- Every building material has an emissivity (E-value) that determines its ability to radiate infrared energy. Most infrared thermal cameras measure infrared radiation and convert it to temperature by assuming that the E-value of the building material is close to 1. This is true for most building materials such as brick, wood, steel, and concrete. However, if the object under observation has a very low E-value such as aluminum, it poses particular challenges to thermographic evaluation. Under these circumstances, special calibration needs to be performed to generate an information rich thermal image.
- To identify the problematic area that often appears as a thermal anomaly in the thermal image, heat sources are needed. The most powerful and common heat source is the sun. In some situations when it is not bright and sunny, use manmade heat sources, such as a heat gun or even a hair dryer, to heat up the object locally for infrared thermal scanning. Be creative!
- In building envelope assessments, using the infrared thermal camera to obtain the thermal images is only the first step. Proper interpretation of the thermal images is the next step towards identifying the problem. Developing repair solutions require a good understanding of infrared thermal science and relevant forensic engineering expertise.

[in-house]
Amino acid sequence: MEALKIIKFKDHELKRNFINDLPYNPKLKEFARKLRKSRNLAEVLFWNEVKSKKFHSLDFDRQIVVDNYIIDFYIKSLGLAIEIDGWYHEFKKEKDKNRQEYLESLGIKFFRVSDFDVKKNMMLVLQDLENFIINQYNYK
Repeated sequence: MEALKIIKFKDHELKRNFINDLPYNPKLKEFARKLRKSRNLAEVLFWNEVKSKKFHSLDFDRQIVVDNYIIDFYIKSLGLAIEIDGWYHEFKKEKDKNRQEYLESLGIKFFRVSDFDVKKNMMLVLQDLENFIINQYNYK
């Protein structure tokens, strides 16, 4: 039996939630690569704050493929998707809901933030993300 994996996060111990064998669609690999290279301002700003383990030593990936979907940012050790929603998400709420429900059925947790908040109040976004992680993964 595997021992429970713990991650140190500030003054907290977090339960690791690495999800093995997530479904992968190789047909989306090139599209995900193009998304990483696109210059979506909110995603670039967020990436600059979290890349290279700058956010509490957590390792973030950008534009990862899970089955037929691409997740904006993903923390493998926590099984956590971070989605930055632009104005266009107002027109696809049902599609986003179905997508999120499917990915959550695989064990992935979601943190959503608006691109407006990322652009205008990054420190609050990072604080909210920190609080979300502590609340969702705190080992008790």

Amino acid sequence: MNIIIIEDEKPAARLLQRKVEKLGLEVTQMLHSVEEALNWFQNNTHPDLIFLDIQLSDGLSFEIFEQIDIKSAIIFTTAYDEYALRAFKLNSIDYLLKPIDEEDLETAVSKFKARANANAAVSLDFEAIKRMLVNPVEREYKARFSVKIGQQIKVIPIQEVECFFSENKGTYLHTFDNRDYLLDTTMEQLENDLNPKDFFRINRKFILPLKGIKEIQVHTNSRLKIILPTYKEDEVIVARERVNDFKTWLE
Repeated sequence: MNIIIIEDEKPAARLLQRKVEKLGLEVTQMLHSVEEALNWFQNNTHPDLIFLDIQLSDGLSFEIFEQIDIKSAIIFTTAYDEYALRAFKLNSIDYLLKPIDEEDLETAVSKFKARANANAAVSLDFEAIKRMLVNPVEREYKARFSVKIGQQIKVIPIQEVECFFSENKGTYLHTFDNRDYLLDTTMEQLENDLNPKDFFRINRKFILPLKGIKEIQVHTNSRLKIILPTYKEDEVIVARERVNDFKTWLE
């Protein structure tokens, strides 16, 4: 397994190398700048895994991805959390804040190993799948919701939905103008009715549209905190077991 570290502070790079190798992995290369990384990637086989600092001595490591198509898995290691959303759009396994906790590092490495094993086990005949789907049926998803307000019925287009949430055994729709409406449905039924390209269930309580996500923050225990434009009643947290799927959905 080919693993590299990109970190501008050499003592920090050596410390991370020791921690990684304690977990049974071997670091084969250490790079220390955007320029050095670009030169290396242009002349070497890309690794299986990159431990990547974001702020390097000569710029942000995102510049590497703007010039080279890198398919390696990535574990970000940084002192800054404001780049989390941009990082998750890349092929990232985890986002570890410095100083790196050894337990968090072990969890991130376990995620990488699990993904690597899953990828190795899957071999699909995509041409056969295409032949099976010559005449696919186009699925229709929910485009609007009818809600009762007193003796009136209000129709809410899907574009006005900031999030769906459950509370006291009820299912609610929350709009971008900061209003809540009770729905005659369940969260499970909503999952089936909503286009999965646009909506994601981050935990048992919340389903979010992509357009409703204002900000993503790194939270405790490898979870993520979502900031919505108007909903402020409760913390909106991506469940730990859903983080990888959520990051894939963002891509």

Walter P Moore performed an investigation of a hidden water leakage problem in a large-scale students housing complex. A large number of units needed to be reviewed in a very short time: more than 1000 students housing units over a three-day spring break period. Building envelope consultants from the Structural Diagnostics Services Group that specialize in the performance of existing structures discussed this challenging project with the client and developed a plan of action. Three crews were formed, each equipped with an infrared thermal camera and moisture meters to embark on the evaluation. Each room was first scanned using the infrared thermal camera to locate thermal anomalies (Figure 2 above). Moisture content meters were then used to confirm the presence of wet spots caused by possible internal water leaks of plumbing or breaches in the building envelope.
This protocol for rapid evaluation of the student housing complex was very successful. Infrared thermography enabled Walter P Moore to rapidly scan each room and identify suspicious spots with potential internal water leakage. The evaluation of 1,000 units was completed within the deadline requested by the client.
Infrared thermography is a powerful tool for engineers, architects and consultants for use in evaluating existing buildings and structures. Infrared thermography is a fast and reliable tool to assist in identifying potential problems in existing buildings. A good understanding of infrared thermal science and relevant expertise in forensics are needed to develop a comprehensive mitigation plan.
About the authors: Xing Shi, Ph.D., has an expertise in building science and is a certified Level I Thermographer. Dr. Shi can be reached at email@example.com. Dilip Choudhuri, P.E., has expertise in the area of the performance of existing structures. Mr. Choudhuri is a Principal at Walter P Moore. He can be reached at firstname.lastname@example.org. Both are part of the Structural Diagnostics Services Group of Walter P Moore.